“If the WTA publishes any more news about me, please verify it with me, and release it with my consent. As a professional tennis player, I thank you all for your companionship and consideration. I hope to promote Chinese tennis with you all if I have the chance in the future. I hope Chinese tennis will become better and better,” it continues.

The ATP Tour, a worldwide top-tier tennis tour for men, had said in a statement Monday that it was “encouraged by the recent assurances received by WTA that (Peng) is safe and accounted for and will continue to monitor the situation closely,” but did not provide any further details about the veracity of the assurances.

“Separately, we stand in full support of WTA’s call for a full, fair and transparent investigation into allegations of sexual assault against Peng Shuai,” ATP Chairman Andrea Gaudenzi said in the statement.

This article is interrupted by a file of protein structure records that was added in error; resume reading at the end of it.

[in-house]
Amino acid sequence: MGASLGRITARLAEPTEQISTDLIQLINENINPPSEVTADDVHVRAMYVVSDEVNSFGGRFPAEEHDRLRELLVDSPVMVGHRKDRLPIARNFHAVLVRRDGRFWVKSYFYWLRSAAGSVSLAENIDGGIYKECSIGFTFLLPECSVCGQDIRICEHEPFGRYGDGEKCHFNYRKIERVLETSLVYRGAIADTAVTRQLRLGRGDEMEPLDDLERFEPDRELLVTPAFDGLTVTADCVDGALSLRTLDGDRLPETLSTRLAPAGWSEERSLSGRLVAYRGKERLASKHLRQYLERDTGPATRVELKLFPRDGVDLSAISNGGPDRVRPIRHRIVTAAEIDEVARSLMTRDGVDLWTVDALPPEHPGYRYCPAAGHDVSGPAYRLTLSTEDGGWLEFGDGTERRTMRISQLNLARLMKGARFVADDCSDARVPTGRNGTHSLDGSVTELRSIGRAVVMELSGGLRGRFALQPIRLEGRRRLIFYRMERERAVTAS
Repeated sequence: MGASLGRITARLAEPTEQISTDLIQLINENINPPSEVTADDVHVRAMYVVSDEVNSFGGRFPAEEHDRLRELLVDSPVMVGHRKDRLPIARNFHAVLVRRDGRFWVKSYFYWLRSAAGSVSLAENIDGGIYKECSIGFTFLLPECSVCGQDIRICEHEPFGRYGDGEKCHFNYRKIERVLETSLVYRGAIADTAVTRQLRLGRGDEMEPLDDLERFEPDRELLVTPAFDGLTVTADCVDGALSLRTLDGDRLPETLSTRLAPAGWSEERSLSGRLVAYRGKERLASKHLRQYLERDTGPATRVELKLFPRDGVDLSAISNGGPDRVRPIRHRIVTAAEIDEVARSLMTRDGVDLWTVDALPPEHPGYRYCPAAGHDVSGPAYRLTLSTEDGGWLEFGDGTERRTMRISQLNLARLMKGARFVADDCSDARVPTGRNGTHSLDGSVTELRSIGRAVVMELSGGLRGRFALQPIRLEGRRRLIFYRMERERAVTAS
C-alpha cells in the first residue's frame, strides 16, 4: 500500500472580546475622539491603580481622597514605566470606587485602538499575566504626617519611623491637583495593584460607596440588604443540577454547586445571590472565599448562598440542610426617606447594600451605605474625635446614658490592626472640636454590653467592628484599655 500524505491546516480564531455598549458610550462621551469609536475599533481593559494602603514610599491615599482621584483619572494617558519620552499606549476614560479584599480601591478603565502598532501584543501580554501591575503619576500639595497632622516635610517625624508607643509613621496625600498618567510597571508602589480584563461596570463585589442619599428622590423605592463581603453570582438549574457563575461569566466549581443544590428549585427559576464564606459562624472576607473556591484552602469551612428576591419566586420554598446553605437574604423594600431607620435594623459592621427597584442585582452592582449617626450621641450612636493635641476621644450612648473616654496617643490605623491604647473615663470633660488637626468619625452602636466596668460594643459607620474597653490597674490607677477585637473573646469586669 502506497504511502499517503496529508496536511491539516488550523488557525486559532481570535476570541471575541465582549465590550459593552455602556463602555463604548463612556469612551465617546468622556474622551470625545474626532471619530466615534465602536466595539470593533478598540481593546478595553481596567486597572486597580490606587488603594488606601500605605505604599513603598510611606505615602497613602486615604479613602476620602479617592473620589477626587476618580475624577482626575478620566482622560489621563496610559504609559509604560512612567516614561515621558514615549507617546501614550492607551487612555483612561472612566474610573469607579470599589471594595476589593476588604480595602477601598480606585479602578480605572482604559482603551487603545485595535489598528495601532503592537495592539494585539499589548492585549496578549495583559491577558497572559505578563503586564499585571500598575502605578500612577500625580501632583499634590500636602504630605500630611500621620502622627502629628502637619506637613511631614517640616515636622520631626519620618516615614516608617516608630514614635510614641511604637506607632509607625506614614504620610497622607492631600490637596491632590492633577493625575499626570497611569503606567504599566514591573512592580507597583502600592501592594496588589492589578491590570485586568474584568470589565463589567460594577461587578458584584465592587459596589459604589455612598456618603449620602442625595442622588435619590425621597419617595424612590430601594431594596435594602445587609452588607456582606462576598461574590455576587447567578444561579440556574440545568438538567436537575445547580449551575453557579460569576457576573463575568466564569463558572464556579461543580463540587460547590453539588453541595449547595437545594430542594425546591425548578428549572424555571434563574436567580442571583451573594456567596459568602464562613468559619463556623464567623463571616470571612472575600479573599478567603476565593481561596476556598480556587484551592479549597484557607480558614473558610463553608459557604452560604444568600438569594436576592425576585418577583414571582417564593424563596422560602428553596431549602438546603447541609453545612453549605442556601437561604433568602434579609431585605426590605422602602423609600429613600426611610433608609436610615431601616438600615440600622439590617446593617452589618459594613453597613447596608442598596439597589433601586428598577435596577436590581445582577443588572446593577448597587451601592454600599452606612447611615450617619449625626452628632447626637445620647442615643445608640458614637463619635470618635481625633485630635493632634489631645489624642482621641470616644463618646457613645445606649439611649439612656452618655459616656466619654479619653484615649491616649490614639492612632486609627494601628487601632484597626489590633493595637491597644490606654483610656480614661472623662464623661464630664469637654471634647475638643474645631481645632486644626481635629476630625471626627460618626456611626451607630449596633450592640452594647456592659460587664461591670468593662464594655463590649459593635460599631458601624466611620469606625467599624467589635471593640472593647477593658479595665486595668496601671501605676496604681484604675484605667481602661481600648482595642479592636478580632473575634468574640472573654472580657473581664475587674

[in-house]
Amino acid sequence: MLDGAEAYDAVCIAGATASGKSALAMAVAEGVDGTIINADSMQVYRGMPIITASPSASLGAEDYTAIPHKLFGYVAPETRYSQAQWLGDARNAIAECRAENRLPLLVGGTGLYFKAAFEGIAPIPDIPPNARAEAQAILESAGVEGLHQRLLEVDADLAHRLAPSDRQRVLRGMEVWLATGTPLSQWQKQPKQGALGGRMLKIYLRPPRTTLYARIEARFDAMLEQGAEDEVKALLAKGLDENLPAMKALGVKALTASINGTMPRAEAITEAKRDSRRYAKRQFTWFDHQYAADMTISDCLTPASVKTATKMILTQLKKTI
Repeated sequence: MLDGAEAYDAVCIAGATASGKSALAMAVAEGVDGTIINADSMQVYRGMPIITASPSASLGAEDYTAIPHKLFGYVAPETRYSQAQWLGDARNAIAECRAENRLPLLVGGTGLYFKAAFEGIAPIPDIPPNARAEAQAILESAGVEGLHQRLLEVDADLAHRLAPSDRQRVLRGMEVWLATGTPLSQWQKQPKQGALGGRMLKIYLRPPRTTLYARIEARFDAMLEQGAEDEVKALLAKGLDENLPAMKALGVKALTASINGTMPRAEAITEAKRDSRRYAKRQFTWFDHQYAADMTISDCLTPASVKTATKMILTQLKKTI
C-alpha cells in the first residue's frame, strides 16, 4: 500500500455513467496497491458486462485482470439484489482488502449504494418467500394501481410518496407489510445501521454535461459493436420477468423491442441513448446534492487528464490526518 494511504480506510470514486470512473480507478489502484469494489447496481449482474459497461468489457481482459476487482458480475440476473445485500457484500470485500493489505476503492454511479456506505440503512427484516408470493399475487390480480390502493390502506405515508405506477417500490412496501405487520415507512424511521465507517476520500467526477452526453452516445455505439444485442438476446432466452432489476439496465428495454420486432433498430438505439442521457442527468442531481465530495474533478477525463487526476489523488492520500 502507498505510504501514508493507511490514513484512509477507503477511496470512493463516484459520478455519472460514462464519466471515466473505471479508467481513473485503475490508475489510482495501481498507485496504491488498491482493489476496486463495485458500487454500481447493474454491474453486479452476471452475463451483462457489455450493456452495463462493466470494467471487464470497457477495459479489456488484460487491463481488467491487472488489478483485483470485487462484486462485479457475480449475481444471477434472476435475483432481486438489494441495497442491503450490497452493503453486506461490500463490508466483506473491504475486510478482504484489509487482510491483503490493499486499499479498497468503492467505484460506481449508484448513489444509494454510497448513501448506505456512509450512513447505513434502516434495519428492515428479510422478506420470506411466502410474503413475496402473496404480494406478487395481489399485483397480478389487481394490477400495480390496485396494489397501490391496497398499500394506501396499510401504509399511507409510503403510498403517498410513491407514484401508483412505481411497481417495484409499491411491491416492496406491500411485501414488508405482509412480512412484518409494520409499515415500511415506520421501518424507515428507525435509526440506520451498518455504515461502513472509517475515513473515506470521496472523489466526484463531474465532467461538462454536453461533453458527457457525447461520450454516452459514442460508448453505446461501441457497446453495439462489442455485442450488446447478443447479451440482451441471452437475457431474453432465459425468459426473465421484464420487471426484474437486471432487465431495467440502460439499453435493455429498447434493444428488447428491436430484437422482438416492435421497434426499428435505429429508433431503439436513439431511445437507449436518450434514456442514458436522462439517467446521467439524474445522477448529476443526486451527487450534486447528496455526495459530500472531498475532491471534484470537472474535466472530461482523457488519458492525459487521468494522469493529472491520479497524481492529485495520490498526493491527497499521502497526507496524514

Politically sensitive scandal

Peng’s explosive #MeToo allegations against a former state leader have reverberated across the Chinese internet, despite authorities’ attempts to to wipe out any mention of such a politically sensitive scandal.

Zhang, 75, served on the ruling Communist Party’s seven person Politiburo Standing Committee — the country’s supreme leadership body — from 2012 to 2017 during Chinese leader Xi Jinping’s first term in power. He retired as vice premier in 2018.

In her post, which reads as an open letter to Zhang, the 35-year-old tennis star alleges a relationship over an intermittent period that spanned at least 10 years.